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27 From chap. 2 of the Wolfenden Report, cited in Hall, “Reformism and the Legislation of Consent,” 12. See also Weeks, Sexuality, 102; Berg, Charles, Fear, Punishment, Anxiety and the Wolfenden Report (London: George Allen and Unwin, 1959), 23, 32Google Scholar. By adopting 21 years of age as the lower threshold for decriminalization, the legislation imposed a higher age of consent for homosexual acts than any other country in Europe (Warner, Nigel, “Parliament and the Law,” in Galloway, Bruce, ed., Prejudice and Price: Discrimination Against Gay People in Modern Britain [London: Routledge and Kegan Paul, 1983], 9899Google Scholar).

28 In the 10 years following the passage of the reform bill, the number of prosecutions for “indecency” between males trebled, and the number of convictions quadrupled (Weeks, Sex, 275).

29 Surveys have shown that there was an increase in moral condemnation of homosexuality between 1983 and 1987, the number of Britons thinking that homosexual relations were “always” or “mostly” wrong increasing from 62 to 74 per cent. Asked whether lesbians and gay men should have the right to adopt children, overwhelming majorities of 86 (for lesbian couples) and 93 per cent (for gay male couples) rejected the notion, those opinions if anything hardening in the late 1980s. See Jowell, Roger et al. , eds., British Social Attitudes: The 5th Report (London: Gower, 1988)Google Scholar; and Rayside, David and Bowler, Scott, “Public Opinion and Gay Rights,” Canadian Review of Sociology and Anthropology 25 (1988), 649660CrossRefGoogle Scholar.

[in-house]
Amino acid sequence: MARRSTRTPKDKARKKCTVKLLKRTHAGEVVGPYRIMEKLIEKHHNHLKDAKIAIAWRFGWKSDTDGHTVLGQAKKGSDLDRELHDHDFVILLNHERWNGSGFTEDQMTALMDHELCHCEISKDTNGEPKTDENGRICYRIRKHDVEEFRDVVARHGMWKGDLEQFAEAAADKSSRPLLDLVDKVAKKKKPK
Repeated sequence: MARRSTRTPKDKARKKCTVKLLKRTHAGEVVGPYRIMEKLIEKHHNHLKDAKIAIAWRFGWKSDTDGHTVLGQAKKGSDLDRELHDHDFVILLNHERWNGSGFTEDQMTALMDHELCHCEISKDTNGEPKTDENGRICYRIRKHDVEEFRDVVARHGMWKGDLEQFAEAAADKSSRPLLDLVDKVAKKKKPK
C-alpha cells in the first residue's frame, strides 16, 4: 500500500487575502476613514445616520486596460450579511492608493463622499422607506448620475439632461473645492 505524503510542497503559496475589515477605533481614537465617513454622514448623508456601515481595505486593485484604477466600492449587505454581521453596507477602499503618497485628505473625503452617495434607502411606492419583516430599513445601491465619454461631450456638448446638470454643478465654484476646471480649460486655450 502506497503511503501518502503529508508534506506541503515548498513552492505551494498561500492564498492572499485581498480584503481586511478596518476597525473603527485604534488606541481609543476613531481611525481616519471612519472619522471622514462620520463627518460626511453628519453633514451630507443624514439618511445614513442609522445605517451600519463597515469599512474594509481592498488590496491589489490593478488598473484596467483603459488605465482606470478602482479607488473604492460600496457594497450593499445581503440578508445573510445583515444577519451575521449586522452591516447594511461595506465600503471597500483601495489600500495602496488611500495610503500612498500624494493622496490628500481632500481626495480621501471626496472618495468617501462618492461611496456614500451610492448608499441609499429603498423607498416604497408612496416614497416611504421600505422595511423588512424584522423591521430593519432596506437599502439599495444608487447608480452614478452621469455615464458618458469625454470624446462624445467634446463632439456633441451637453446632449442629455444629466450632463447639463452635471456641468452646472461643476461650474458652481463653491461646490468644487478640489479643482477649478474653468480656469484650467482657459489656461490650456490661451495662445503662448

30 This conclusion is inspired by Hobsbawm, Eric (Workers: Worlds of Labour [New York: Pantheon, 1984], chap. 10)Google Scholar and Thompson, E. P. (The Making of the English Working Class [Harmondsworth: Penguin, 1968], chap. 12)Google Scholar, although they differ with one another in dating the foundations of working-class culture.